I was planning on writing about something else this week, but after having a truly mindful lunch yesterday (something that’s been slipping for me since the holidays), I felt inspired to write about that experience instead.
I was excited about the meal even before I was hungry, since it was a new recipe a Bermuda Salad from the Moosewood Cookbook. It has steamed green beans, blanched red onions, cheddar cheese (of the almond variety, in my case), and parsley, all marinating in a nice dressing of salt, pepper, olive oil, red wine vinegar, and garlic. I also added some quinoa to give a little more bulk, and had an apple on-hand.
After preparing that, the rest of my morning was spent doing a fair amount around the house, as well as a little shoveling from the blizzard we were getting. Since I’d only had a light breakfast, by the time I sat down to lunch, I was definitely hungry, having a sort of “running on empty” sensation. This made me appreciate my food even more.
Even so, I paused to admire the colors of the salad – lovely green of the beans and parsley, pinkish-red of onions, orange of cheese. I also took a moment to be grateful for the food, as well as for being in a warm, safe place on such a cold, blustery day. Then I began to eat.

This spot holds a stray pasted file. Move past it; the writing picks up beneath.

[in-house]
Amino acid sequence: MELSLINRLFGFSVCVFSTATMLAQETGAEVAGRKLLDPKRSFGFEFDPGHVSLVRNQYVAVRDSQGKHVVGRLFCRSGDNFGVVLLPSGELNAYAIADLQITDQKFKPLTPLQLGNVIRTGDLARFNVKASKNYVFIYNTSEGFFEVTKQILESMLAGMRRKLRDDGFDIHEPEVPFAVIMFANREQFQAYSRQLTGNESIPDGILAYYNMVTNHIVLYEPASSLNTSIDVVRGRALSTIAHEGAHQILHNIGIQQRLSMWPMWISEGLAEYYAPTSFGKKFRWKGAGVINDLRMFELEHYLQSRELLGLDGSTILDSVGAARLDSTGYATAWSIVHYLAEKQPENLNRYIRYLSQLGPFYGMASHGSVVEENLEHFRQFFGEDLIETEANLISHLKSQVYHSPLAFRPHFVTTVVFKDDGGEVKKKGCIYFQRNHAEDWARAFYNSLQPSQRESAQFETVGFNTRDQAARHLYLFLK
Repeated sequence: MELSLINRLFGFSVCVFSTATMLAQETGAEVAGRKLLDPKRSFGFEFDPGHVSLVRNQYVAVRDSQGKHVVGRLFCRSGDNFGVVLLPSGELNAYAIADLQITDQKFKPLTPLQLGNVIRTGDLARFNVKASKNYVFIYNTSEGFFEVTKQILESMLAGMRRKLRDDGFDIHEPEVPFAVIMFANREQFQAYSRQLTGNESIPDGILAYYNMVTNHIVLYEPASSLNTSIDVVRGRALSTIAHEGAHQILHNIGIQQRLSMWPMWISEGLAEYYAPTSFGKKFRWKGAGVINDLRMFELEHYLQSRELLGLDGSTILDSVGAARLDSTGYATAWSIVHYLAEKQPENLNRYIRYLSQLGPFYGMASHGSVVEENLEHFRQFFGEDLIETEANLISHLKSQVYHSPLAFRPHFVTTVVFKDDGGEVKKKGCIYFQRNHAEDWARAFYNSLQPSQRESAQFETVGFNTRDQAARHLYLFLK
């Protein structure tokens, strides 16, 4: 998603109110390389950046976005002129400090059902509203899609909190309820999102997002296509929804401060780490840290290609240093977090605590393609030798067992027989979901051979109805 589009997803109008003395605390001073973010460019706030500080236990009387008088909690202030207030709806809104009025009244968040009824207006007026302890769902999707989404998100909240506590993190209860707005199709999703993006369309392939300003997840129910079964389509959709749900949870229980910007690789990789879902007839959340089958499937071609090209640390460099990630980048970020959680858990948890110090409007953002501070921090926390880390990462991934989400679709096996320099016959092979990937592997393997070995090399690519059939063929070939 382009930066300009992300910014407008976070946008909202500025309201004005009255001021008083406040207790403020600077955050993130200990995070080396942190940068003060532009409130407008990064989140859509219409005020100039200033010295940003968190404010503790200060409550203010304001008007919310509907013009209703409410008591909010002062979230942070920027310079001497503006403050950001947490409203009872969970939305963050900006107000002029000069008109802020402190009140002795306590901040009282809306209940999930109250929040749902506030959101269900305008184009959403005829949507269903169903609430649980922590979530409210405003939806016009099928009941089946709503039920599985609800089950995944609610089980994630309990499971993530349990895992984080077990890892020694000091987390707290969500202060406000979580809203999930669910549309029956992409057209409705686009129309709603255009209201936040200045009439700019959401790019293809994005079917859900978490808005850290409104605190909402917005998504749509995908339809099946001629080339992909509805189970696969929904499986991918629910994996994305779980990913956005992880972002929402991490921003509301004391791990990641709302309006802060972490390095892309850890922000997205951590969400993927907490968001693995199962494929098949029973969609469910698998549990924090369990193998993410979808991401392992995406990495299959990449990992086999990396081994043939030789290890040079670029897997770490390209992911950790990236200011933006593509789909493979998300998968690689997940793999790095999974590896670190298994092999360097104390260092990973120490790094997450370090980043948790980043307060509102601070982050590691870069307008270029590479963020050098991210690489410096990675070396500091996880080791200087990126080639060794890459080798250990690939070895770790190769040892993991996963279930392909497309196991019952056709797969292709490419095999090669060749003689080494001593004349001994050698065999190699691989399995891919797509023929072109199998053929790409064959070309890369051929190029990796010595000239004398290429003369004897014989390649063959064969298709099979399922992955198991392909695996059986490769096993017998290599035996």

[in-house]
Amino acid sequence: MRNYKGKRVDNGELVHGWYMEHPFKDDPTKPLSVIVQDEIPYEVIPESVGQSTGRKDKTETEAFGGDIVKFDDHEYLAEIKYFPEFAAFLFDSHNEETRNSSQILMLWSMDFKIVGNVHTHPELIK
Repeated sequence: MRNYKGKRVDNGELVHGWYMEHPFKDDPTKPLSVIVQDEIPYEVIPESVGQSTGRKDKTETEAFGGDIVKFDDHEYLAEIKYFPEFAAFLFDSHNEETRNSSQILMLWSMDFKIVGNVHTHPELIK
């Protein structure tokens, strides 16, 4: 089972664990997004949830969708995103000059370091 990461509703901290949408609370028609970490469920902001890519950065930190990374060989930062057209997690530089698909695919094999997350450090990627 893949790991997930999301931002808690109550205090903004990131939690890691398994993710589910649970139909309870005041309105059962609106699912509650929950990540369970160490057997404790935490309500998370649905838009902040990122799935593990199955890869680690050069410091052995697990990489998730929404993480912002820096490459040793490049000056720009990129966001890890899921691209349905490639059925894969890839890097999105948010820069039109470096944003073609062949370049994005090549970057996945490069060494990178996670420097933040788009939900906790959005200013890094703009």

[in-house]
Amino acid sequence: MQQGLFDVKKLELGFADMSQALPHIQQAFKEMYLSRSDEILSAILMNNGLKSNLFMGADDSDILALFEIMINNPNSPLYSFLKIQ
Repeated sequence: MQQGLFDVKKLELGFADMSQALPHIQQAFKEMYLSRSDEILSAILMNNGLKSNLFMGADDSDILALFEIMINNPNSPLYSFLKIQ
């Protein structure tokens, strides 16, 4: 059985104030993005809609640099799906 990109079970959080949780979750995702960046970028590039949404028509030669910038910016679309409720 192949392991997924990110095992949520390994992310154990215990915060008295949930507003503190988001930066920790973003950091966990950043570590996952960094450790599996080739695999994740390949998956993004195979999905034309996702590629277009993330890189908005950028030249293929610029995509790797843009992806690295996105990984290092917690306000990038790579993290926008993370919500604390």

With a new recipe you never quite know what to expect, but I wasn’t disappointed. The onions gave a hint of sweetness, the vinegar a touch of acidity, all blending with the other flavors to form a lovely whole. The beans also had a slight snap, which added a nice textural element. Then when I turned to the apple, it had a good crunch as well as perfect balance of sweet and tart to finish the meal.
As I ate, I didn’t read (my usual distraction) or do anything except focus on the food and watch the snow whirling about the windows. I didn’t get bored; quite the opposite. I found myself remembering growing up, helping to pick and snap green beans with my mom. I thought about the farmers who grew the onions, and wondered about whoever first decided to make “cheese” out of almonds.
Watching the trees outside sway in the buffeting wind, I thought about apple picking, how the orchards where I like to pick were enduring the same weather, and how the apple was a testament to everything its parent tree survived in order to produce it, as well as the miracle of the small seeds within that could grow another such tree.
I also noticed how the food impacted my body. I could literally feel the bites nourishing me, my energy returning as I chewed and swallowed, replacing the emptiness with a sense of wellbeing and focus.
Finishing it all off with a mug of warm tea, I felt replenished in so many ways, gaining energy not only from the food but from the mindfulness of it, of allowing myself time to truly engage in what I was doing and appreciate it in all aspects. And it was a useful reminder to me of why this is important to do, especially when I feel like I don’t have time – because that is when I need those moments of tranquility and recharging the most.